SYRIA: Viral protest songs take on government over crackdown
"Statement number one / the syrian people will not be humiliated / statement number one / we sure won't stay like this / statement number one / from the Houran comes good news / statement number one / the syrian people are revolting..."
The lyrics to the latest underground anthem of the Syrian uprising are bolder than most of the chants heard so far in the streets, and could help galvanize a movement that has spread in fits and starts outside the small rural town of Deraa where it began.
"Biyan raqam wahid" or "statement number one" was released online anonymously, and for good reason. The song appears to call for outright revolution and takes on the government over corruption, sectarian fear-mongering and violent repression, accusations that could easily land the artists in jail. (Warning, there is some graphic, violent imagery in the video.)
"We live in silence/ It's been years / how long do we have to stay like this--dead / they are always promising reform and freedom / but it seems there is no will / and opinions are banned" it begins, and later: "we have never been against any sect / we are hand in hand against the fake authority."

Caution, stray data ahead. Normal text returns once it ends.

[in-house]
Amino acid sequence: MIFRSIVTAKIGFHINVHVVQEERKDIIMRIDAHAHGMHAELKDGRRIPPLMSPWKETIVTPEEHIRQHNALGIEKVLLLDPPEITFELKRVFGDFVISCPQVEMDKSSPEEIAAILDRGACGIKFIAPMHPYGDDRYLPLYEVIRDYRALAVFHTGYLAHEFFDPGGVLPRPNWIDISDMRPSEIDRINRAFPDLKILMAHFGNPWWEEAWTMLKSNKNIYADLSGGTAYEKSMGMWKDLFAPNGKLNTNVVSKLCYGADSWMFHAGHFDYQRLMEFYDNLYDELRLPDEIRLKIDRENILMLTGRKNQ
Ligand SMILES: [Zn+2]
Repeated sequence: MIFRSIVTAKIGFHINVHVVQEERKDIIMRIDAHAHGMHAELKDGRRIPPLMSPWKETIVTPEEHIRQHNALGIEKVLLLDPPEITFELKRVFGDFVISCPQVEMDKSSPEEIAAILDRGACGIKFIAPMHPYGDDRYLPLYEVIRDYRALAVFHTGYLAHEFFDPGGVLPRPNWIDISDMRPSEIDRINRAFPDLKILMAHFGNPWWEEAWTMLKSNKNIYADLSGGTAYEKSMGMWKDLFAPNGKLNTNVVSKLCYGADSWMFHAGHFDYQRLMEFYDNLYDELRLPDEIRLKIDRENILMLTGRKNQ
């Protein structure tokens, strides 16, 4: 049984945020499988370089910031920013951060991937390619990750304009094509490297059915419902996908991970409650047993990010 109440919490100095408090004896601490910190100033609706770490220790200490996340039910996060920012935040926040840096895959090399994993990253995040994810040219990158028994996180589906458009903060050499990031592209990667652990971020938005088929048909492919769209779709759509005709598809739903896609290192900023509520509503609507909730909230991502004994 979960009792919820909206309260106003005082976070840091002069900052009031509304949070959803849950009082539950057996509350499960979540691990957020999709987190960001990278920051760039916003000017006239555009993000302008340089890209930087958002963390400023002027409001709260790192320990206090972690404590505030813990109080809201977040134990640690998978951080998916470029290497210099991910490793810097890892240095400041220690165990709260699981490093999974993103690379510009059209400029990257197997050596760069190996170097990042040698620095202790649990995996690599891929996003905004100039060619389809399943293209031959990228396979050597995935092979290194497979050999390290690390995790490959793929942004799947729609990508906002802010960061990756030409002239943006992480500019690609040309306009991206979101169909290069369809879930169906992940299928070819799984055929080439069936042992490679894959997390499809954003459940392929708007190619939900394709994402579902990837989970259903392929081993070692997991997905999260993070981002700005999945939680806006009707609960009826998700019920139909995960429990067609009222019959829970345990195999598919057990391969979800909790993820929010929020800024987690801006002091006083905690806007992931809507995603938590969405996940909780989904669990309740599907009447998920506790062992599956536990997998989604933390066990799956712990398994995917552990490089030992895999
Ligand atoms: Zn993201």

So far, the movement has been characterized by vague calls for a general strike rather than a mass convergence on the capital Damascus, the geographical seat of power.
Ongoing demonstrations in places as disparate as Douma, Latakia, Deraa and other areas have been buoyed in part by a sense of momentum made possible by satellite news and the Internet, which have created a sort of virtual Tahrir Square, the area in downtown Cairo that was transformed by anti-government protesters into the base camp and cultural heart of the Egyptian uprising.
In the absence of a physical center for the protest movement in Syria, lists of dead and missing, animated clips and songs are passed discreetly online, helping bolster spirits ahead of Friday prayers, which have become a weekly rallying point for anti-government demonstrations.
Another song by the Syrian activist and musical icon Samih Choucair, which was posted on YouTube just over a week ago and has already garnered more than 100,000 views, and speaks to many of the same themes of oppression and violence as "statement number one."
According to the text of the video, the song, "ya heif" (loosely translated: for shame) is dedicated to Deraa, where scores have been killed and injured.
For shame / shooting defenseless people / how can you arrest young children? / How? And you are a son of my country / yet you kill my children / your back is to the enemy while you attack me with the sword / this is what is happening, for shame, in Deraa, oh mother, for shame.
--Los Angeles Times
Video: "For shame" was written by Syrian activist and musical icon Samih Choucair for Deraa. Credit: YouTube